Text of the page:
White Dwarf

White dwarf in comparison to Earth
Credit: NASA, S. Charbinet

When a low-mass star runs out of fuel, it becomes a white dwarf. This is the bright, hot, dense core which remains after a planetary nebula event. About 6% of all known stars in our part of the Milky Way are white dwarfs.

White dwarfs are made of carbon and oxygen. This was created by the star by nuclear fusion during its main sequence and red giant phases. This material is compacted into a relatively small space, which makes white dwarfs very dense. Imagine the mass of the Sun, squashed to the size of the Earth. A matchbox of white dwarf material would weigh the same as fifteen elephants!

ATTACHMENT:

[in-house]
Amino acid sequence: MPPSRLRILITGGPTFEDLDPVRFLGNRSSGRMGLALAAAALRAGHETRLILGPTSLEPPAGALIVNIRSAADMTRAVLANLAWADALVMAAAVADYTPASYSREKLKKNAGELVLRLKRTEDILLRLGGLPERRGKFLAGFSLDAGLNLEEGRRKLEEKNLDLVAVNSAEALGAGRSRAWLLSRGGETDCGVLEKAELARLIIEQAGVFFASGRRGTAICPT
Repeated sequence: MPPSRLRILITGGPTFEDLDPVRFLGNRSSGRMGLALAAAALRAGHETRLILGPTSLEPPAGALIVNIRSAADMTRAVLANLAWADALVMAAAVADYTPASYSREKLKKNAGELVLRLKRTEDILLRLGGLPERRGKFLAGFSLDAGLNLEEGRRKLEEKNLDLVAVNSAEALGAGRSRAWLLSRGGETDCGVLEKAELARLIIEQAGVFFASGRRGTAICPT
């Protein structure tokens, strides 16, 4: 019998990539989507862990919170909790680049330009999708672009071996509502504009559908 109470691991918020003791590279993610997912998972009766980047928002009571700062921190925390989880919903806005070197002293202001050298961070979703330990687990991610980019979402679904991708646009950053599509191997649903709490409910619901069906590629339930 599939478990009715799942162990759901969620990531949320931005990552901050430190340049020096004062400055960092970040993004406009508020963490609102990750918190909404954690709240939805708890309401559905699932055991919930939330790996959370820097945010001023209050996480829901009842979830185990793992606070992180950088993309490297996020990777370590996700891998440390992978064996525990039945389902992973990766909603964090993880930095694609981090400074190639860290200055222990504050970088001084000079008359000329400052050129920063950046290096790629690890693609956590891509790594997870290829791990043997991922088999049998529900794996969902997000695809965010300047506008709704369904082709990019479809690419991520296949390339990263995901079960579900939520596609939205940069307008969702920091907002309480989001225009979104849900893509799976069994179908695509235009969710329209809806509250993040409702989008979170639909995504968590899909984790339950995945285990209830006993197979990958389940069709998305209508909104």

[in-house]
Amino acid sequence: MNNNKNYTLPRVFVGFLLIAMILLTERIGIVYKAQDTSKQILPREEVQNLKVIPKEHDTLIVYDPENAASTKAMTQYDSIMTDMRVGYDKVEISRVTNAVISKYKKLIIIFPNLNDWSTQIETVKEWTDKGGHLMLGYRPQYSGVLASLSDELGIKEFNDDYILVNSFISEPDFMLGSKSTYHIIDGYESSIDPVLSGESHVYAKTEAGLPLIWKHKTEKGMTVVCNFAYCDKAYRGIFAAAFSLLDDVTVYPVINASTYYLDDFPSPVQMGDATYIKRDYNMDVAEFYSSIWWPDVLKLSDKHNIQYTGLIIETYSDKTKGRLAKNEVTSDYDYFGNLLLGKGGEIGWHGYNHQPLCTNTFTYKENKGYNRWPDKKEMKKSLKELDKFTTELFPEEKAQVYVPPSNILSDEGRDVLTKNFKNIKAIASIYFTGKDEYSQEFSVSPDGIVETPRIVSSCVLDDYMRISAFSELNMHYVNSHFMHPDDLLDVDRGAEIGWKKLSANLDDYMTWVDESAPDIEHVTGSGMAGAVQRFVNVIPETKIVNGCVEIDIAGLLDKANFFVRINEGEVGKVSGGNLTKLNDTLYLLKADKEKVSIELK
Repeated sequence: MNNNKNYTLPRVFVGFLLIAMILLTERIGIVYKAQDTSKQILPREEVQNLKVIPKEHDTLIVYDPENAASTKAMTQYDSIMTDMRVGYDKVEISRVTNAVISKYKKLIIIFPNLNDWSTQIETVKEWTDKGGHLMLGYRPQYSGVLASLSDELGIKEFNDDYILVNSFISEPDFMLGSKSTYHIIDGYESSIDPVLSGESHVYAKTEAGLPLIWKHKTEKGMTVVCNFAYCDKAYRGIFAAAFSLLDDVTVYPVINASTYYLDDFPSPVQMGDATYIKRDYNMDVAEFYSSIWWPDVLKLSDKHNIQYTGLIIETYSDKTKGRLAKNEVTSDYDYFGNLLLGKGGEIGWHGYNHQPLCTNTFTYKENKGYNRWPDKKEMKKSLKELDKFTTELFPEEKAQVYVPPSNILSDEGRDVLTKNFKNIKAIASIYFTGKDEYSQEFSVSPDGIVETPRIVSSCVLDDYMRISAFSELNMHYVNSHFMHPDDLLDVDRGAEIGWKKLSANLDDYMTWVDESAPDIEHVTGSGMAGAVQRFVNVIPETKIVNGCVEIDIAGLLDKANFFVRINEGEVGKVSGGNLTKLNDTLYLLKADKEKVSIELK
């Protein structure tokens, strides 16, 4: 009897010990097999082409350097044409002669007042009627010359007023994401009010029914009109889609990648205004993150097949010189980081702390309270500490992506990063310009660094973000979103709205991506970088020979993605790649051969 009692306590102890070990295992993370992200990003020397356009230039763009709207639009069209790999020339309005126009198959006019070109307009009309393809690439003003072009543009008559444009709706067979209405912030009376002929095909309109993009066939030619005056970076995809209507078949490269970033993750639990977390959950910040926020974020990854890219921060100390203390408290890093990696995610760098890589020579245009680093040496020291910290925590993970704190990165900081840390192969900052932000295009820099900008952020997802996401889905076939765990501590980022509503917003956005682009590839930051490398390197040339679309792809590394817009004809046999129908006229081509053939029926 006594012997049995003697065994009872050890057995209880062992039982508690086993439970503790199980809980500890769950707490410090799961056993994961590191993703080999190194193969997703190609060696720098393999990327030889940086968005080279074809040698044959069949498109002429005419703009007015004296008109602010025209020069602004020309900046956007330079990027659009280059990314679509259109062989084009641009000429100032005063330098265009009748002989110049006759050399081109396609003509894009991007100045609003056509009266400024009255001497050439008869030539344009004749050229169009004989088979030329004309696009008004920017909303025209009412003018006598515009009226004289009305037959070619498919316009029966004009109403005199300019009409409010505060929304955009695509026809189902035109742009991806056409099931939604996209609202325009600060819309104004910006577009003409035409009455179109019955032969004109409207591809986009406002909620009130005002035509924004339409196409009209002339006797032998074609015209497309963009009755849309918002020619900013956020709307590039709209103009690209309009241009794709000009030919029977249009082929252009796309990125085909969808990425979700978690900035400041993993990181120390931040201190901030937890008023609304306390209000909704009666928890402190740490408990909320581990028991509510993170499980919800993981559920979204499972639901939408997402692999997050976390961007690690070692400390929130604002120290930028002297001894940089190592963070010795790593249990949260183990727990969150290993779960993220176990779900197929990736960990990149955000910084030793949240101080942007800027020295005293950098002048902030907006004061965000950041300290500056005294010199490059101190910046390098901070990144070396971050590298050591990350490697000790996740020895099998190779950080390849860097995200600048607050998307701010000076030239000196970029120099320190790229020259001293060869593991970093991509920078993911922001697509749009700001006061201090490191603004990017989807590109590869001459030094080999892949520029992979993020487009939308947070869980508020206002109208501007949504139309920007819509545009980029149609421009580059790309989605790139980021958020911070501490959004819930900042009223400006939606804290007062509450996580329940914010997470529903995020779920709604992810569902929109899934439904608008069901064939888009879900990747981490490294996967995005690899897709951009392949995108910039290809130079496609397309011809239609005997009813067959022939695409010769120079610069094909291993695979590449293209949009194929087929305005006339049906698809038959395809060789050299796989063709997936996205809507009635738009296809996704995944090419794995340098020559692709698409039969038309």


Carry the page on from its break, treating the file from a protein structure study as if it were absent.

New white dwarfs have some of the hottest surface temperatures of any star. They can be over 100,000 °C! However, because they are small, they look quite faint from a distance.

White dwarfs do not release energy through nuclear fusion reactions. The light and heat they emit is just left over from previous stages of their evolution. Over time, this energy will gradually radiate away. Over many thousands of millions of years, they will stop glowing completely and become cold black dwarfs.